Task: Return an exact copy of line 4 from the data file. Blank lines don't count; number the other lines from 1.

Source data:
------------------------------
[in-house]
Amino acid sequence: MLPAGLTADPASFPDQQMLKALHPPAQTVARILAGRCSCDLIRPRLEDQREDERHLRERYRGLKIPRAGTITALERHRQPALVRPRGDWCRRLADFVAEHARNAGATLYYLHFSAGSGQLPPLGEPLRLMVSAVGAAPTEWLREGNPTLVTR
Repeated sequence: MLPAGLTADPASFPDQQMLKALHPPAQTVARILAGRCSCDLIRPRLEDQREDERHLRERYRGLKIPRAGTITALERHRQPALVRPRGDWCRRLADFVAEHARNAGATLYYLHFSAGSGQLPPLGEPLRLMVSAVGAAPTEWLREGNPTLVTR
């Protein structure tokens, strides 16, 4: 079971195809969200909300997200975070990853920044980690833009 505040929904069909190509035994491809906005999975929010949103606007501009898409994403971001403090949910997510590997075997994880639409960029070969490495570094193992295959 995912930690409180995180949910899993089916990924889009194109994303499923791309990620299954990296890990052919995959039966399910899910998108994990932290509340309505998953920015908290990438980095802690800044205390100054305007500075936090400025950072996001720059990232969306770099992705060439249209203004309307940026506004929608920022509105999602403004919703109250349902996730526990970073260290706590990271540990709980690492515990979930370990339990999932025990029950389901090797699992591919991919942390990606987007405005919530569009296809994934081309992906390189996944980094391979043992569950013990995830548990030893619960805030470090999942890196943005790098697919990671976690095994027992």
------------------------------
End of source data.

């Protein structure tokens, strides 16, 4: 079971195809969200909300997200975070990853920044980690833009 505040929904069909190509035994491809906005999975929010949103606007501009898409994403971001403090949910997510590997075997994880639409960029070969490495570094193992295959 995912930690409180995180949910899993089916990924889009194109994303499923791309990620299954990296890990052919995959039966399910899910998108994990932290509340309505998953920015908290990438980095802690800044205390100054305007500075936090400025950072996001720059990232969306770099992705060439249209203004309307940026506004929608920022509105999602403004919703109250349902996730526990970073260290706590990271540990709980690492515990979930370990339990999932025990029950389901090797699992591919991919942390990606987007405005919530569009296809994934081309992906390189996944980094391979043992569950013990995830548990030893619960805030470090999942890196943005790098697919990671976690095994027992």